Similar to Mouth Cam, it's a framing device (curved at top and bottom) that looks like the camera is behind two big eyelids that open and close. It's usually used for comic effect, though it can also be used in more dramatic works, or works that are meant to show life from a character's point of view. The point-of-view character may be just waking up at the beginning of a scene, and between blinks they may see slightly different situations developing.
Compare Binocular Shot, where things are seen from the point of view of someone using binoculars rather than their naked eye.
A subtrope of P.O.V. Cam
- Used in one issue of The Spirit to show the action through another character's eyes — literally. In addition to an eyelid-shaped view, you can see his eyelashes on top.
- A Goofy Movie: Occurs when Max is recovering from the news that Dad's dragging him on a vacation.
- There is a brief scene early on in Kubo and the Two Strings where the camera "blinks" as it assumes Kubo's POV as he wakes up.
- My Little Pony: Equestria Girls:
- In the first movie, our first view of the other world beyond the portal is through Twilight Sparkle's eyes as she's opening them. This delays the reveal of her new body.
- Repeated in "Mirror Magic" with Starlight Glimmer, like her mentor before her, opening her eyes after going through the portal, her vision at first very blurry before focusing on the school's entrance.
- Used for one scene in Recess: School's Out, when Mikey wakes up in T.J.'s backyard after fainting.
- Used in The SpongeBob SquarePants Movie as SpongeBob is waking up after an ice cream binge with Patrick.
- The Karate Kid (2010): When Cheng beats Dre up for the second time, we see that Dre is so badly hurt that his vision is impaired.
- Used in Unknown (2011), during an Unfamiliar Ceiling situation where the hero wakes up at the hospital after been Asleep for Days. The ambient sounds are muffled at first and the camera mimics the shapes of his eyes and how he is slowly opening and adjusting them to the brightness of the room.
- Mr. Nobody has this shot early on when Old Nemo looks through his fingers at Dr. Feldheim.
- Used in the beginning of The Diving Bell and the Butterfly (Le Scaphandre et le Papillon) where the main character has just woken up from a coma.
- In 2013, the WNBA began using a "Ref-cam" in certain games; the All Stars began name-dropping this trope on their own.
- Used to dramatic effect in both BioShock games, after the main character in each has been knocked unconscious and is coming to.
- Appears in the beginning of SOMA when Simon wakes up from his dream.
- Used at the end of Tales of Monkey Island Chapter 4: The Trial and Execution of Guybrush Threepwood, when Guybrush slowly opens his eyes and sees a close-up of Elaine's hand on both his normal hand and his Hook Hand, then moves to a blurry vision of LeChuck walking to the Wind Control Device to absorb the voodoo powers from La Esponja Grande, then turns back to focus on her head and face, as our hero discovers for certain that he is about to die from his fatal stab wounds.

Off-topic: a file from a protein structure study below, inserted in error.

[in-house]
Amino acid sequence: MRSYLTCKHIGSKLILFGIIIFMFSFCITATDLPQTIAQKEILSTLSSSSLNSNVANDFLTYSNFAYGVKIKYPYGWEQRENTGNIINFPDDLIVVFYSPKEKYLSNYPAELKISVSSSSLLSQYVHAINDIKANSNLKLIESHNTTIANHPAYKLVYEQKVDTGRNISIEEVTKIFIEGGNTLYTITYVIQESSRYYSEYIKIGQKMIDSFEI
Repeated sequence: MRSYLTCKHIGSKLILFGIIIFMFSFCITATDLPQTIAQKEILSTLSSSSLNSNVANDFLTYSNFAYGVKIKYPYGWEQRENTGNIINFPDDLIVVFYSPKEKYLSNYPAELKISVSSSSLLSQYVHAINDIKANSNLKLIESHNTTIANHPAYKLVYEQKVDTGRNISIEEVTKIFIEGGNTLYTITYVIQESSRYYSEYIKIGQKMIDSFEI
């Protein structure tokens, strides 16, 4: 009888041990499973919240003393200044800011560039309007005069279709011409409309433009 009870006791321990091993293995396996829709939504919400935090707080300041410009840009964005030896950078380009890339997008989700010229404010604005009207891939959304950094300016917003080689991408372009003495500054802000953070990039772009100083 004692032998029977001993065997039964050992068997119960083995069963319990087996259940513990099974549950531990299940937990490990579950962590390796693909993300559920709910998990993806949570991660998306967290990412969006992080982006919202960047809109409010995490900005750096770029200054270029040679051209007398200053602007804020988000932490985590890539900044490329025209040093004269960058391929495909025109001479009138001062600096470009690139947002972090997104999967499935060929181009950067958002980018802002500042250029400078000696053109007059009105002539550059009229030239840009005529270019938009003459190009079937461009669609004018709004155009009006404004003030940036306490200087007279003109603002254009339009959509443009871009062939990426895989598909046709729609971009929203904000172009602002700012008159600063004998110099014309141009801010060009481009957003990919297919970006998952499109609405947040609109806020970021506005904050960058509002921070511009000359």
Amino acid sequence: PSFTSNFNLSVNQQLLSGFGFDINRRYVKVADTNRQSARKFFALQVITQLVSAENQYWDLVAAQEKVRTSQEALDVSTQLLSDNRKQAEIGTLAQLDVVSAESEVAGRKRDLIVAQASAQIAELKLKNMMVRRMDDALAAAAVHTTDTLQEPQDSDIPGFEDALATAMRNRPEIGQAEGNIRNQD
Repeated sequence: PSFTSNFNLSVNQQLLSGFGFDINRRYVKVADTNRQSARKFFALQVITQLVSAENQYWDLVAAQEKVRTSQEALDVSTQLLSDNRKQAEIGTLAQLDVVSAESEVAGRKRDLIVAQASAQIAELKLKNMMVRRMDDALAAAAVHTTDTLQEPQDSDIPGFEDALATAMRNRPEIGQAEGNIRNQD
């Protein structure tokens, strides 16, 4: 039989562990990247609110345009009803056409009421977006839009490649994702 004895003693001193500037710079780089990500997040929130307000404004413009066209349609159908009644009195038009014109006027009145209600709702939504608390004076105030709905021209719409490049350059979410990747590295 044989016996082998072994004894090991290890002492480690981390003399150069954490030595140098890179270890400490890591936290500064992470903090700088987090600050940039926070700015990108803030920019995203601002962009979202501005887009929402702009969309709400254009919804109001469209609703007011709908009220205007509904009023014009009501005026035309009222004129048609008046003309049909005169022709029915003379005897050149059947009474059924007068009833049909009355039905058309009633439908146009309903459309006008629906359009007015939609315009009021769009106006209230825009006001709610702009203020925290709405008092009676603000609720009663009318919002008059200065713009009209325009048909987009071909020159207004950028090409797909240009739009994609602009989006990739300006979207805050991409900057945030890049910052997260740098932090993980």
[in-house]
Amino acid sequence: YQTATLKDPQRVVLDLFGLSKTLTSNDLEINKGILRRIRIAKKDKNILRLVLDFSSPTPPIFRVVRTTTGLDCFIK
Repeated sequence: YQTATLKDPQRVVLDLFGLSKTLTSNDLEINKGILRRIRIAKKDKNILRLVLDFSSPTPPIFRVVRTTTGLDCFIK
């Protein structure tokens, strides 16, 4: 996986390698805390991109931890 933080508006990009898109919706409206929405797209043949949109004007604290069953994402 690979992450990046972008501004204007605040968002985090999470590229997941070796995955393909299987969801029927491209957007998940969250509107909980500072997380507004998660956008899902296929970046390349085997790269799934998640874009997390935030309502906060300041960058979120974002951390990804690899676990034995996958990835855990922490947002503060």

- Fire Emblem Awakening features the Eye Cam twice, if you choose the "Sacrifice" ending in an early cutscene, when the Player Character wakes from unconsciousness to see two concerned faces.
- Used a few times on My Little Pony: Friendship Is Magic from the point of view of Applejack, Rarity and Rainbow Dash respectively. Used with the the first two characters when regaining consciousness from fainting and the latter when she's waking up from an accident.
- The Pinky and the Brain episode "The Pinky P.O.V." exaggerates this trope and puts it to the duration of a whole episode.
- The Simpsons:
- In "Lisa's Pony", Homer was driving, absolutely groggy after his night shift in Kwik-E-Mart, having not slept for days. Naturally, he fell asleep. The Eye Cam shaped effect showed closing his eyelids and transitioned the scene to a dream sequence in Slumberland.
- When Bart is being put under anaesthesia for his apendix operation in "Round Springfield", his eyes are closing and his point of view is visualized with this eye-shaped cam effect.
- In "Make Room for Lisa", Lisa is in a sensory deprivation tank and sees the world from Homer's perspective. Lisa-as-Homer is falling asleep during a ballet recital. Shown with Eye Cam.
- Lampshaded when Homer was passing out. Instead of just normally losing consciousness, he began to argue with their brain about letting him pass out at such a dire time.
- The Venture Bros.: The episode that introduces Venturestein has several scenes shown from his P.O.V.
- Discussed Trope in The Ricky Gervais Show. When Karl's narrating his idea for a movie where a failed actor ends up being put into the body of Tom Cruise, he spends some time specifically pointing out that when the main character is coming to "the screen does that thing that makes it look like opening eyes".